Increase safety – sex workers could work together in a supportive environment.
Police crackdowns break up safety networks. Street workers are forced into isolated areas and are at greater risk of attack.[i] Brothel-keeping law makes it illegal for two or more sex workers to work together.
Decriminalisation promotes safety because sex workers can collectively assert their rights to better working conditions.
Claims that violence, particularly trafficking, can be reduced by criminalising clients are disproven by a 2014 Vancouver study which found that “criminalisation and policing strategies that target clients . . . profoundly impacted the safety strategies sex workers employed.” [ii]
EXAMPLE: A sex worker was murdered in Ilford on 28 October 2013 in the wake of a policing operation which resulted in over 200 prostitute cautions being issued to women in the area over the last year, and many arrests for loitering and soliciting.[iii] Police raids involving 250 officers in Soho in early December, resulted in sex workers being dragged handcuffed in their underwear onto the streets in front of the media and evicted from the relative safety of their flats.[iv]
Stop rapists – sex workers could report violence without fear of arrest.
Fear of arrest, and for immigrant sex workers fear of deportation, are the biggest obstacles to reporting rape and other violence.[v] Violent men take advantage of the legal vulnerability of sex workers and deliberately target them. They pose a danger to sex workers and to other women.
EXAMPLE: Lorraine Morris was prosecuted after reporting an attack while her attackers were left free to attack again.[vi]
Enhance health – sex workers could access services without discrimination.
Aggressive policing and the stigma associated with sex work makes it harder for sex workers to negotiate condom use with clients and access health services. Possession of condoms is still used as evidence of prostitution.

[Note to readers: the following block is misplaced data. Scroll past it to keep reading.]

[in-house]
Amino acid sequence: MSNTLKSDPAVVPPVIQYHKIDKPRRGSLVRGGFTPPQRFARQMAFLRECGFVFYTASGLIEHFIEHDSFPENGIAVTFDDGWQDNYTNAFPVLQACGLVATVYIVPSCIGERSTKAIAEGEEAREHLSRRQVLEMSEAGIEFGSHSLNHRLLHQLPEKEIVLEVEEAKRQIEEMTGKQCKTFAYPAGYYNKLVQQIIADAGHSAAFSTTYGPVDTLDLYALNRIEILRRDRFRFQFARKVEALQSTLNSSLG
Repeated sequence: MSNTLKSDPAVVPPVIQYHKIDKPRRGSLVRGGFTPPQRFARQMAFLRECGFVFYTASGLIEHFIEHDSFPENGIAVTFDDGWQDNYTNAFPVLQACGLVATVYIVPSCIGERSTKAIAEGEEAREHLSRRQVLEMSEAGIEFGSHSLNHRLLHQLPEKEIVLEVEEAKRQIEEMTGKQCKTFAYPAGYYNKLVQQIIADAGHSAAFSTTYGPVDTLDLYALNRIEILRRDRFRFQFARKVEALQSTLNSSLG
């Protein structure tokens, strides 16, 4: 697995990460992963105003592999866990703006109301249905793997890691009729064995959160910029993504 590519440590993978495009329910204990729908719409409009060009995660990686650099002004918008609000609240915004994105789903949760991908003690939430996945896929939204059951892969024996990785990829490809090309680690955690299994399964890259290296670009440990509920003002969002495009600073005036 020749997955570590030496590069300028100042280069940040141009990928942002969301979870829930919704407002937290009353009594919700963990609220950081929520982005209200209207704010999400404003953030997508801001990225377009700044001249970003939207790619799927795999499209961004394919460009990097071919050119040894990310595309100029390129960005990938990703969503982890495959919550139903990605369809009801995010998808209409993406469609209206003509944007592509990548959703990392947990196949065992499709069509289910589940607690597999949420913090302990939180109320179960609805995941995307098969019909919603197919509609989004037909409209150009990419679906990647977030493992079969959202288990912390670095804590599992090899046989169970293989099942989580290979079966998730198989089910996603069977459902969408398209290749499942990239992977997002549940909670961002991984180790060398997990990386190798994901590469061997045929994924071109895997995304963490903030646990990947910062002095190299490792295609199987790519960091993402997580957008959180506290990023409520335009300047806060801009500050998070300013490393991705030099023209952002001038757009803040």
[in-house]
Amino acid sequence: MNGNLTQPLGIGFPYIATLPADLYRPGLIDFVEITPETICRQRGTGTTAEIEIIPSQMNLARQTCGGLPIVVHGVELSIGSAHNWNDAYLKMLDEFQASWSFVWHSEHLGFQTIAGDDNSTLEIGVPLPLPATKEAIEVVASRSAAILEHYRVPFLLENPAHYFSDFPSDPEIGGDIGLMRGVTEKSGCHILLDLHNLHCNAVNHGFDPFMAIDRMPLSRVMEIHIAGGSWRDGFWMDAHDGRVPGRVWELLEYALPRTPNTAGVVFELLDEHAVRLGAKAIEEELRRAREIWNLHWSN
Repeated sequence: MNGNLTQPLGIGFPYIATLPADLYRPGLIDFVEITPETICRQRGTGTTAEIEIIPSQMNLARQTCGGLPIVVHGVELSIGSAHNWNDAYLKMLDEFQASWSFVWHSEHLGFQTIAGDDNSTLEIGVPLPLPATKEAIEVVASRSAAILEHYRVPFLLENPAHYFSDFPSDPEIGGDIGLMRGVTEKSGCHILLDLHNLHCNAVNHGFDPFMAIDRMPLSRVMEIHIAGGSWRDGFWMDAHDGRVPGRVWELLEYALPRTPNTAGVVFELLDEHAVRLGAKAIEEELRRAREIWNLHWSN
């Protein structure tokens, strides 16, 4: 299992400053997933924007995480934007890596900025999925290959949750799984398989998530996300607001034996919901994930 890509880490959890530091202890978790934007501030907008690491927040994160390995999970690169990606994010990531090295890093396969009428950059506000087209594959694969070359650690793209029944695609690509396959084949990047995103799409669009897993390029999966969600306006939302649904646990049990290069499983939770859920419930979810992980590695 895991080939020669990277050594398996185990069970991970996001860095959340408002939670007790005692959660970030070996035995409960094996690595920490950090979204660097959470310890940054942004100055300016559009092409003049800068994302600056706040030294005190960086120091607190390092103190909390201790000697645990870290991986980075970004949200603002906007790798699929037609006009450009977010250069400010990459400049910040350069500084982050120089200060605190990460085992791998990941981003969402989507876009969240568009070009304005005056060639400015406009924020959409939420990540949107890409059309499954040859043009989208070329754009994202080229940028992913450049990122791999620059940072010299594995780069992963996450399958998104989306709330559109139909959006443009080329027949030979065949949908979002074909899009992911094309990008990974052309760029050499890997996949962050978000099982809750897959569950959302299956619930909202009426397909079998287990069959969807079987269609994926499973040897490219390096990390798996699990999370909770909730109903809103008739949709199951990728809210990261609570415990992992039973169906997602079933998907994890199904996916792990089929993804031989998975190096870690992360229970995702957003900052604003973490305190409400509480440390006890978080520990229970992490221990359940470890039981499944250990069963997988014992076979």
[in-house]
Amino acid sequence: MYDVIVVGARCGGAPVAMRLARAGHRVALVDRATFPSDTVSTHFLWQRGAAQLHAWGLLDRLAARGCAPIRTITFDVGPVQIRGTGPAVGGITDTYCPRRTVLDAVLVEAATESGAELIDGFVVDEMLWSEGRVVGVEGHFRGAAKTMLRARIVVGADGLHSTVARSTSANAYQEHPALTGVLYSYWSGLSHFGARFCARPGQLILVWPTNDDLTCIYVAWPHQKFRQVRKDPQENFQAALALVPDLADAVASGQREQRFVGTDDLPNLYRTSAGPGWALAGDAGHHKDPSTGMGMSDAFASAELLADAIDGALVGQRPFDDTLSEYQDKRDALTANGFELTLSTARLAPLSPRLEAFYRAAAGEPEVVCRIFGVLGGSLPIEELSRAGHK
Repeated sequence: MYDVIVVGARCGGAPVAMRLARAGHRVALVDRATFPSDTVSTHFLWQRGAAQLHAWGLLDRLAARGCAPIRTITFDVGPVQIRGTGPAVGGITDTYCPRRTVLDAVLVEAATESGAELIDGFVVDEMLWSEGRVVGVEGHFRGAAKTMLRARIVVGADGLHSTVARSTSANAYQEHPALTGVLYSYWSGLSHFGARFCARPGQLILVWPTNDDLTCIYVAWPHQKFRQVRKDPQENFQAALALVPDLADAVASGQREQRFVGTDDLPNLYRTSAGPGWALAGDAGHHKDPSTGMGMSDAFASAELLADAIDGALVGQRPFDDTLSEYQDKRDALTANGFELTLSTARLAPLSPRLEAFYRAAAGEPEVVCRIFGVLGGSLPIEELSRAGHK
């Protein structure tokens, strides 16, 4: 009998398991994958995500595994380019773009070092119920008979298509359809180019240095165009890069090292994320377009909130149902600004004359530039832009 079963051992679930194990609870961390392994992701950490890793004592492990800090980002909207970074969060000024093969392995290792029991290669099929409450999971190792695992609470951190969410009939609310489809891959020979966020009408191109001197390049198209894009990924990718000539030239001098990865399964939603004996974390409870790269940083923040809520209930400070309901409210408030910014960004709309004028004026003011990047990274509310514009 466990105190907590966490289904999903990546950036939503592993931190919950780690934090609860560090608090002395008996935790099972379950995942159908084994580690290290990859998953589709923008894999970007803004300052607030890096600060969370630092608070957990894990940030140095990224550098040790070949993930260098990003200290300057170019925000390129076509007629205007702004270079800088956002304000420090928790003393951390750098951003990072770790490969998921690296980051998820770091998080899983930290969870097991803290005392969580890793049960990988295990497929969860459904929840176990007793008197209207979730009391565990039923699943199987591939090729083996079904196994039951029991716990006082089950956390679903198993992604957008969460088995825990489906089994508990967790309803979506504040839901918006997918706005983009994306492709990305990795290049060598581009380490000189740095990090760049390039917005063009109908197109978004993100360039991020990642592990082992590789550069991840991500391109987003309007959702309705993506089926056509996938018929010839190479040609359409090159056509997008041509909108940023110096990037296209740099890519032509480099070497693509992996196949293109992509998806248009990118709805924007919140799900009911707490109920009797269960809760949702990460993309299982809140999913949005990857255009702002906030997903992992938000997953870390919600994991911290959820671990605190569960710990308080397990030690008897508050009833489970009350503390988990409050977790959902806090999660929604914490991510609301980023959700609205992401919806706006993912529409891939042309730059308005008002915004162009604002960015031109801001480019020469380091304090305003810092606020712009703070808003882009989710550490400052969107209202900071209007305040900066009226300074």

EXAMPLE: The Royal College of Nursing has consistently voted by over 90% of its membership in favour of decriminalisation on the grounds of health and safety[vii]. Following decriminalisation in New Zealand, sex workers have demanded that employers provide better health and safety rights at work.[viii]
Provide legal recognition – sex workers are workers like other workers.
Sex workers would be entitled to improve their working conditions, get a pension, form and join trade unions.
EXAMPLE: Workers forced underground are more likely to be exploited as they have no legal recourse. The International Labour Organisation recognises sex work as work, and self-employed sex workers as legitimately employed.[ix] The Communication Workers Union and the GMB support decriminalisation.
Free up police time – rape, murder, trafficking and racist attacks urgently need tackling
At least 60 sex workers were murdered between 1998 and 2008.[x] While the vast majority of murder cases are solved, in one third of murders of sex workers the killer is never found.
Women Against Rape highlights the appalling 6.7% conviction rate for reported rape and the shortage of officers committed to investigating rape. Yet a brothel raid can on average engage 25 police officers and hundreds of officers are employed for months at a time on street crackdowns.
EXAMPLE: 250 police officers raided premises in central London last year at a cost of £20,000 (not including the substantial cost of the prior 18-month investigation and 10 subsequent court cases).
Protect immigrant sex workers – vulnerable victims of raids and exploitation.
Police raids are often justified in the name of saving victims of trafficking. But while immigrant sex workers face arrest and deportation, genuine victims rarely get help.
EXAMPLE: Police raids on sex workers flats in Mayfair in 2012 saw immigrant women’s flats closed whilst other people just got a warning. A complaint to the police documented how Romanian and Thai women suffered racist bullying and abuse and were threatened with deportation.[xi]
Recognise sex workers’ contribution – most sex workers are mothers supporting families and communities.
The majority of sex workers in the UK are mothers, mostly single mothers, supporting families in the face of rising unemployment, benefit cuts and sanctions, lowering wages, homelessness and debt. [xii]
EXAMPLE: “My daughter has a disability and when I was ill social services paid someone £1000 a week to care for my child – the work I do for free. A percentage of what they pay a stranger would make life so much easier and I wouldn’t have had to go into prostitution. But because I am a mother I’m not entitled and because I care I went on the street.”[xiii]
End criminal records – they bar access to other jobs preventing sex workers from getting out.